I was rather alarmed to read that Britain has failed to reach an accord with the European Union regarding the voting rights of British expats post-Brexit. Brexit minister David Davis said that bilateral agreements might have to be signed with each individual country. It could mean that the voting rights of British citizens living in Spain could be in doubt. At the moment British citizens can vote in local council elections and also European elections. It had been hoped that voting rights would be extended to also include Spanish general elections but the referendum result put an end to those dreams.

At the moment in the Balearics, only one in five British citizens exercise their right to vote in the local elections. Local political parties, to some extent, have lost interest in the so-called foreign vote because of the low turnout. The centre-right Partido Popular went to a lot of trouble to try and court the foreign vote in previous elections and to some extent they were successful. In areas such as Calvia the foreign vote can hold the balance of power. One of the reasons why the Partido Popular were defeated in the last local elections was because many non-Spanish voters decided to stay at home.

I believe that it is vital that we keep the vote. Our voice needs to be heard at council level. If Britain can't reach an agreement with Spain over voting rights for expats then it would be a major blow. While the voter turnout might be small, the vote is still important to many.

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Dermot Bremner / Hace 11 months

I have to agree with Ron, the education system on this island is broken, and the principal problem is the use of Catalan as the prime language. Both my daughters are native Spanish Castillo, and struggle with Catalan. The eldest at 14 is so despondent with the Catalan situation she is missing school and becoming unmanageable. The overall cost is going to be a generation of under performing people with limited language and no prospect of work beyond these shores.surely the most backward political education policy in Europe.

+1-

keith / Hace 11 months

Lets get it right , you want to have a vote on what effects my way of life and you want to have a vote in spain that effects your way of life but i cant have a vote on what effects you so you want your cake and eat it to and have a say in what goes on over here.I am with Britbabe and MelB.When you start paying our taxes then you will be allowed to vote and have a say about what goes on in Britain.Till then please concentrate on your island and start asking questions that people want answers to. If not ,i have said before let somebody else ask them.

+3-

MelB / Hace 11 months

Another shallow, rambling piece of little interest or importance to most. When will you "grow a pair" and start dealing with key issues affecting this island and it's residents? If you can't put a few noses out of joint by asking searching questions of those in power can we ask that you are put "out of the joint" and replaced by someone who can.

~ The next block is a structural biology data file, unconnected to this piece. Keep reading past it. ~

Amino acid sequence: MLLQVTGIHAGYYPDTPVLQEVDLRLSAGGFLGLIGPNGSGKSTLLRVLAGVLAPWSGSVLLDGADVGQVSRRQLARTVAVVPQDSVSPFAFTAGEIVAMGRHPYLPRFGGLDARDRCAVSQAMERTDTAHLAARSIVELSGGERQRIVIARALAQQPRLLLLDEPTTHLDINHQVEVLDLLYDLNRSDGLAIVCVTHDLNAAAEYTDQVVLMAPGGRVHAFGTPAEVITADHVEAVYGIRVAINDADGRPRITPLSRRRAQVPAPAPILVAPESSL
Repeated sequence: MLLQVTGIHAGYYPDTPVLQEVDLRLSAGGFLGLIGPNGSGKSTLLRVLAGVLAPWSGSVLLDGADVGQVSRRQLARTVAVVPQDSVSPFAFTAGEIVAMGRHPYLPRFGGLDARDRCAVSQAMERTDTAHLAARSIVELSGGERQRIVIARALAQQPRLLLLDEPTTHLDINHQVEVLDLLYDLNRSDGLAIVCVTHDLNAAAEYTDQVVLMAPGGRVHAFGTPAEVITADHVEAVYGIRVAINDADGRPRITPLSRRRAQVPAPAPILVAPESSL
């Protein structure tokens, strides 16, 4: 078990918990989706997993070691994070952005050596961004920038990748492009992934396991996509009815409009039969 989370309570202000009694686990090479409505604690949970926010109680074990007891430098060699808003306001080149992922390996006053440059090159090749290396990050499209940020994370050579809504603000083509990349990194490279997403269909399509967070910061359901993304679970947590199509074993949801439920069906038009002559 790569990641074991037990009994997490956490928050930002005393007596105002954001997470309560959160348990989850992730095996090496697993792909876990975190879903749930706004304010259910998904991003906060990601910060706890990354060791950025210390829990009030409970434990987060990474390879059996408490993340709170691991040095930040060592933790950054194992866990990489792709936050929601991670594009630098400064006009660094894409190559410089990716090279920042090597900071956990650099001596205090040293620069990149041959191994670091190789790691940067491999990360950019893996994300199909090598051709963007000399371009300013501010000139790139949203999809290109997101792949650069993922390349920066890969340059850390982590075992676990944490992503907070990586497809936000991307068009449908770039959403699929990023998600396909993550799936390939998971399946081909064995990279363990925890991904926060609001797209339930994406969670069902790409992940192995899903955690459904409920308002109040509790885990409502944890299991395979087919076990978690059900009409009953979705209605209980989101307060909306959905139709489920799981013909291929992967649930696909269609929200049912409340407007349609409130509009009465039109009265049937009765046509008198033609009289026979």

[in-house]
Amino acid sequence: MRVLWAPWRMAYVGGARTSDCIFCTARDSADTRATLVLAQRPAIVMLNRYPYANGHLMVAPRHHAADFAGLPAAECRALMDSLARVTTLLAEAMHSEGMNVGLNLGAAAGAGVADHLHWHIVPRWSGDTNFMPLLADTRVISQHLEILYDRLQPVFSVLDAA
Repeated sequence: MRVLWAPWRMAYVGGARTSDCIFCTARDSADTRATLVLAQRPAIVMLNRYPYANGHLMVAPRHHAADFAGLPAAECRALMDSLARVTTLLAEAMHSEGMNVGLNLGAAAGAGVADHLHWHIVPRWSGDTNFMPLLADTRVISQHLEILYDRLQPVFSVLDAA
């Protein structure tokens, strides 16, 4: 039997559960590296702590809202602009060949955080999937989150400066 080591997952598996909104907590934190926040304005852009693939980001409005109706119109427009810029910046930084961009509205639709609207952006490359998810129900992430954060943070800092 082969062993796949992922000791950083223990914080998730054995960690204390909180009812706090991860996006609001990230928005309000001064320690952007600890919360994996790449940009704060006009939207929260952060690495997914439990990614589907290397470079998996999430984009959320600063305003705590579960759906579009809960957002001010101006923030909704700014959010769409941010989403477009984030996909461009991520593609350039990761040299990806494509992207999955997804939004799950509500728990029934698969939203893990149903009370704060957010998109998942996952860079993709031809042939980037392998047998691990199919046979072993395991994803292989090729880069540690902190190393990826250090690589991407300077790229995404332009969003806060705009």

+6-

Britbabe / Hace 11 months

I strongly feel that people should have the right to vote in all elections in the place they pay their taxes, with special arrangements made for those under the tax thresh-hold. If you don´t pay your way, what gives you the right to have a say ?

+6-

Ron / Hace 11 months

As you say I believe there is great apathy among the British residents here. The feeling is that they don't feel represented at any level. Why vote? - nothing will change. I don't know why Kate Mentink was pushed down the list in Calviá. She was very well respected and did very good work for the community. I believe this feeling of apathy is the reason for your previous concern - why are so many Brits leaving the island? The island is a paradise for the rich, pensioners with savings, and holidaymakers. Living here for a family with young children is not good. I blame the education system for failing to acknowledge this. Throwing out Sr. Bauzá's vision of three language teaching was a big mistake. We lost the chance of pulling those islands into the 21st century with children lingüistically equipped for the future. The teachers rebelled of course - couldn't do the job - the P.P. lost and Bauzá went off to Madrid. And now instead of his vision, we have our version of catalán forced on the children with nationalists/socialists/communists in power. Parents who want any future for their children outside of our islands have a great struggle finding the fees for private schools. But the children must get qualifications that are acceptable everywhere. Will there be a change come May 2019? I and many of DB readers certainly hope so.

+7-